The above quotation deserves careful attention. Politics is omnipresent; one cannot escape into pure art and thought, or for that matter into the sphere of disinterested objectivity, or transcendental theory. Intellectuals have an uphill task of resisting some of the pernicious influences of the information and media industry by disputing and refuting the images, official narratives, justifications of use of power circulated by an increasingly omnipresent media. The intellectuals must be on their guard against being herded by the mass politics of representatives, which the information and media industry services. Sticking by the truth is no easy task.
The real intellectual must be prepared to stand above rather than go along with the crowd. However, ivory tower intellectualism coupled with wishful longing or bitter criticism is of little use. Modern insights together with actual involvement in ameliorating the conditions of national life are needed in young leaders who, despite their dissatisfaction with the present state of culture and politics, will be able to adapt it purposefully to new circumstances and avoid the risk of blind and reckless modernisation.
In recent years, the gap between the masses and the modernising intellectual and bureaucratic and political elites has grown more rapidly and become much wider than that which existed between the traditional or feudal elites and the masses.
In Nepal, the educated class or intelligentsia belongs to a tiny upper crust of the privileged section of society called the middle class (which is also not expanding as fast as it should have been), as distinct from the majority of the people who live in poverty and are subject to the strains of a subsistence level existence. But a large portion of the middle class is itself vulnerable to innumerable pressures because of its comparative poverty.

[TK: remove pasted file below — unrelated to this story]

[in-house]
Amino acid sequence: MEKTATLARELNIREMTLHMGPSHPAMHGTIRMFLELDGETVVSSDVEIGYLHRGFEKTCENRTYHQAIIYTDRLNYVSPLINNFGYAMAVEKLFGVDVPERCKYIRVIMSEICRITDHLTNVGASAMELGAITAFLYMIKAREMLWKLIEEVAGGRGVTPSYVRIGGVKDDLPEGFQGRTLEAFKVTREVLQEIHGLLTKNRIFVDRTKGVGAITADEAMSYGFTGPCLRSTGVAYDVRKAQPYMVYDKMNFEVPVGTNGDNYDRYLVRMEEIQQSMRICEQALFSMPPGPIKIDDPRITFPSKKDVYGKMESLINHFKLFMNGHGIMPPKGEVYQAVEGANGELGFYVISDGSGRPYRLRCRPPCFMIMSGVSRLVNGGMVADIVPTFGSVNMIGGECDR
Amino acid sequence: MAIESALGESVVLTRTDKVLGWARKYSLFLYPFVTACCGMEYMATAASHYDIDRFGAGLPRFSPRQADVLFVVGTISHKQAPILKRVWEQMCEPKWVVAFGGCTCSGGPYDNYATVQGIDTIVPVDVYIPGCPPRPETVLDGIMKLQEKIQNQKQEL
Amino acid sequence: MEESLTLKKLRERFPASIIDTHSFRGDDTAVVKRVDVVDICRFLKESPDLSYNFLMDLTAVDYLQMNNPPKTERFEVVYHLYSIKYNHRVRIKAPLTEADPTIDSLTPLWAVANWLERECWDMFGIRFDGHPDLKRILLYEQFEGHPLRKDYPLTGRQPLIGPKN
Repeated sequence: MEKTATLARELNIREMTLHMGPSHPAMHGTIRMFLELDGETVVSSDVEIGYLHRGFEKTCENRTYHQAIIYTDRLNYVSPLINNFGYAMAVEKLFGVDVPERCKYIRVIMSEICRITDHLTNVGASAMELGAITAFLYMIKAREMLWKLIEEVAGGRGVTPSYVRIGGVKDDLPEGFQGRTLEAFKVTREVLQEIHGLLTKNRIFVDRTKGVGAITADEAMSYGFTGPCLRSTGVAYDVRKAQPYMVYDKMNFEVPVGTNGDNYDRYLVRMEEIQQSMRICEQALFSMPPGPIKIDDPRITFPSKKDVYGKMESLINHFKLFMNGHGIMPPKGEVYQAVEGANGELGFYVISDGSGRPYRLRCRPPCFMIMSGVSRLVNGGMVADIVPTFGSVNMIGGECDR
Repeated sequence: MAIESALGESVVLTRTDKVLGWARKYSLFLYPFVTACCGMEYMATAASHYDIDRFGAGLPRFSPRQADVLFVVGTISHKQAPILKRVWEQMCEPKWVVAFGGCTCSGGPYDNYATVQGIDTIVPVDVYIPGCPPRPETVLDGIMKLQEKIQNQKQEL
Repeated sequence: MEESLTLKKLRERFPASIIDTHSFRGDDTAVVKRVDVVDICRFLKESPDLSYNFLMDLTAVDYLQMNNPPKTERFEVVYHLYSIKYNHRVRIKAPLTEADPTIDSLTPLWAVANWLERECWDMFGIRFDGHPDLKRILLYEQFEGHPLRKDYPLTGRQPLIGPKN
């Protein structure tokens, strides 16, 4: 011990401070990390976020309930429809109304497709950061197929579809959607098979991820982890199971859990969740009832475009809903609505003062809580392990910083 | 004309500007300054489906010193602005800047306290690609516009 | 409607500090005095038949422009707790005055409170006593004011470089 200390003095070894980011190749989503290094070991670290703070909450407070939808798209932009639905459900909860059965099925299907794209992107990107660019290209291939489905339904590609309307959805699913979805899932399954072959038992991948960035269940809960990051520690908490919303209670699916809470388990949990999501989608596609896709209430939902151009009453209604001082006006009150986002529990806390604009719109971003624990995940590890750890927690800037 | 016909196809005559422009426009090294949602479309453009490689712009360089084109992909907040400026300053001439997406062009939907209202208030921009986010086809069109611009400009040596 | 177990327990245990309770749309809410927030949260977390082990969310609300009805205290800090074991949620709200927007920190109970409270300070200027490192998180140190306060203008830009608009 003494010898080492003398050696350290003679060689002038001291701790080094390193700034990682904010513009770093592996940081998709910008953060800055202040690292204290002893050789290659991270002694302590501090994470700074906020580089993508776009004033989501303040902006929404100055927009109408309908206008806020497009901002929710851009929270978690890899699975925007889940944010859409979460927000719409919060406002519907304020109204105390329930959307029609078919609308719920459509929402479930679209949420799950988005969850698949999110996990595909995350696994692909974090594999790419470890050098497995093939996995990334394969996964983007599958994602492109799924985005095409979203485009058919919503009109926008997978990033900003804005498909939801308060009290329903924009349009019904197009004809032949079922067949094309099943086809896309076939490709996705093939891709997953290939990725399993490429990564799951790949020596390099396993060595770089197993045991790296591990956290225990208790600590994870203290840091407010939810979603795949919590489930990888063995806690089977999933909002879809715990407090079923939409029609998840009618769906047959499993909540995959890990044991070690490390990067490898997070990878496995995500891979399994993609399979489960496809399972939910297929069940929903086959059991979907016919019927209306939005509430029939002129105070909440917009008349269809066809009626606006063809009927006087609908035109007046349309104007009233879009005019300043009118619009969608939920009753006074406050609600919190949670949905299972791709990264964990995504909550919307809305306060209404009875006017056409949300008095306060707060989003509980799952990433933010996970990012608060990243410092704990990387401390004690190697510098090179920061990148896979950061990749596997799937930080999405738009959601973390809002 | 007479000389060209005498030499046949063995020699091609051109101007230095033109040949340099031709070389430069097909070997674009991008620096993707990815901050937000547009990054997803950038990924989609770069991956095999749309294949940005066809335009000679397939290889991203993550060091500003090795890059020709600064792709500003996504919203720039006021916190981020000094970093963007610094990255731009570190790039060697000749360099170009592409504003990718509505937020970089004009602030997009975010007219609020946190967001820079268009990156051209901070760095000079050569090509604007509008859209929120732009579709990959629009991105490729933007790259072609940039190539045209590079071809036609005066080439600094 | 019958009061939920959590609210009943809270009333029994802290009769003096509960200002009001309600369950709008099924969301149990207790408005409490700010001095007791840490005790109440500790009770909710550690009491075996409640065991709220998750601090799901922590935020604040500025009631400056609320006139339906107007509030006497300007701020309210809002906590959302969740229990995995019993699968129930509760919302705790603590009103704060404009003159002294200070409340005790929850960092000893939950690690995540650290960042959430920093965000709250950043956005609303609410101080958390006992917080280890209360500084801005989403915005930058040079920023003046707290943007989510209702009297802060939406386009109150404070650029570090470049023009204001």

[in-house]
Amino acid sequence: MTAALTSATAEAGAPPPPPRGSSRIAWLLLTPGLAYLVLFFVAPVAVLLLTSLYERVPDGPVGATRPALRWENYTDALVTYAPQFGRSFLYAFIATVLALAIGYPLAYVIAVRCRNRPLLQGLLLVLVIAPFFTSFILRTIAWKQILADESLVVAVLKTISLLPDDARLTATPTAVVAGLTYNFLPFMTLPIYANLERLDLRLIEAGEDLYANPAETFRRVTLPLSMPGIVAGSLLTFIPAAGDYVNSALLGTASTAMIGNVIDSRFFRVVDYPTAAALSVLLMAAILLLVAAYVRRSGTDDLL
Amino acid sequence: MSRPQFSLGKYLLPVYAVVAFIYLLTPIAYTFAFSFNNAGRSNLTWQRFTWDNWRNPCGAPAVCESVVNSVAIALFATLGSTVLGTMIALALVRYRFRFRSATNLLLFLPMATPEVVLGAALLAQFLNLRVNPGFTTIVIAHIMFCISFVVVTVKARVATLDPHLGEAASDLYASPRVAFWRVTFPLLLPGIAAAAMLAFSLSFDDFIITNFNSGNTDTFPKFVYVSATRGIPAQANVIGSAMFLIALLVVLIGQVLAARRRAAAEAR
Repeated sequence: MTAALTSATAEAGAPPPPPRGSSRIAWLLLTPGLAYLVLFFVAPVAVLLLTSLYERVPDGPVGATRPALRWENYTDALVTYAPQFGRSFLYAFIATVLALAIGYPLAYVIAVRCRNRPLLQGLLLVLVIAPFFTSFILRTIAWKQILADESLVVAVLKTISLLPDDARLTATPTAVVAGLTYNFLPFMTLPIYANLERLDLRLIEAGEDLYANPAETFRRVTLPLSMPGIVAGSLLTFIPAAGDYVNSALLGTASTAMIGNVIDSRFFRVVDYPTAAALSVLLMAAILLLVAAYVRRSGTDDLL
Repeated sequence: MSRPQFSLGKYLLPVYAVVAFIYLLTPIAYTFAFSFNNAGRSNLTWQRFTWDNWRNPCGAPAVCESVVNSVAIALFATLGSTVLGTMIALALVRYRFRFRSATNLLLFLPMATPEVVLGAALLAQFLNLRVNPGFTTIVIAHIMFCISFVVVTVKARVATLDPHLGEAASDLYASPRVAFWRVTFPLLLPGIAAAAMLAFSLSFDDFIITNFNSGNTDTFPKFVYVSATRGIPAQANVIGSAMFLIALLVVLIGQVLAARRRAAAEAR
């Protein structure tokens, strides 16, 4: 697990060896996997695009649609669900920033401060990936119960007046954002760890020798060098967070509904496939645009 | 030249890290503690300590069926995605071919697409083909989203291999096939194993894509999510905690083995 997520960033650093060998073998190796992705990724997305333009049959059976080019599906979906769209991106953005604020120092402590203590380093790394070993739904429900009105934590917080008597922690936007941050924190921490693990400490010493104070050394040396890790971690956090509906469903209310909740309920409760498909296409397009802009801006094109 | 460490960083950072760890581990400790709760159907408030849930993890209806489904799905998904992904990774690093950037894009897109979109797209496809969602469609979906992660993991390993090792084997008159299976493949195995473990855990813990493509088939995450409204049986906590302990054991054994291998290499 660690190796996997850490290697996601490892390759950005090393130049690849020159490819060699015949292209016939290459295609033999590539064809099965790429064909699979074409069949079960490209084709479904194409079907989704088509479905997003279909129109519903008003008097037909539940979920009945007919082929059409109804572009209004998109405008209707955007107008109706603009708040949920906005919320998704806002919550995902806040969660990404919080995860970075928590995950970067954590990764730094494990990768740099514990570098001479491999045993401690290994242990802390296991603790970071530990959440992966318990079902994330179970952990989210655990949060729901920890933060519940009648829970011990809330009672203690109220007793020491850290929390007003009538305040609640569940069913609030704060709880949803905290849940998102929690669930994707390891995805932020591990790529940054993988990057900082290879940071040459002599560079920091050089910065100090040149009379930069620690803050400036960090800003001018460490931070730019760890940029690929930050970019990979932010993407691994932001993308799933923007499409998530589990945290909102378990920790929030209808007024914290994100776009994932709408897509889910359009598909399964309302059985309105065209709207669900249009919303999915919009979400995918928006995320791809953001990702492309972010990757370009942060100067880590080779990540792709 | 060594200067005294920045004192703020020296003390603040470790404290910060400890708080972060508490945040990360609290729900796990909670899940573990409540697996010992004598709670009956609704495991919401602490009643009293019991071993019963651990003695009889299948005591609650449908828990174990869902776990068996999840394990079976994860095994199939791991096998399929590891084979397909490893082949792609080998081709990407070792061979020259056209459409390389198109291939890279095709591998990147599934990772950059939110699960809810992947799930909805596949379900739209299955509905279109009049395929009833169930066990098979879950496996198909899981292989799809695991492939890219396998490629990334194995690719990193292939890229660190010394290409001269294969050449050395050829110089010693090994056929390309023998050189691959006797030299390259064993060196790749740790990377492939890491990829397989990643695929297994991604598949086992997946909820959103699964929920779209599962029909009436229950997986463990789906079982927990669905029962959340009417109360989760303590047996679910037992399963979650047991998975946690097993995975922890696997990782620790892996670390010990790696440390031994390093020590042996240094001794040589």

However, the degradations of poverty can and should be resisted with the help of a basic sense of integrity. Unfortunately for Nepal, the educated middle class on the whole has been found wanting in this respect. Meanwhile, the relative prosperity of some members of the more fortunate elites has created in the man utter indifference to the principles of social morality or the interests of the society as a whole.
The sorialties between the individual and family, the tribe or the clan are disappearing under the impact of time and social change, but the elites have not been able to forge new social ties in the shape of increased awareness of their responsibility towards the nation and society. Unable to withstand either the strains of poverty or that of prosperity,
they have developed a split mentality which is the worst enemy of national character. The elites have neglected traditional values without being able to adopt or adapt western values in actual practice.
I believe that the main threat to Nepal´s political stability is likely to come from the failure of the educated elites to cope with the internal social forces whose momentum and pressures are likely to
increase as popular discontent mounts.
Countries forced to meet the challenge of internal social forces cannot always count on outside help in withstanding this pressure. If the mass base of discontent— students, workers and peasants—should stir, their protest movements will seriously undermine stability in the country. Let us learn from the experiences of other countries far and near and act wisely while there is still time. Will the Nepali intelligentsia, which forms a substantial part of our governing and non-governing elites, rise to the occasion?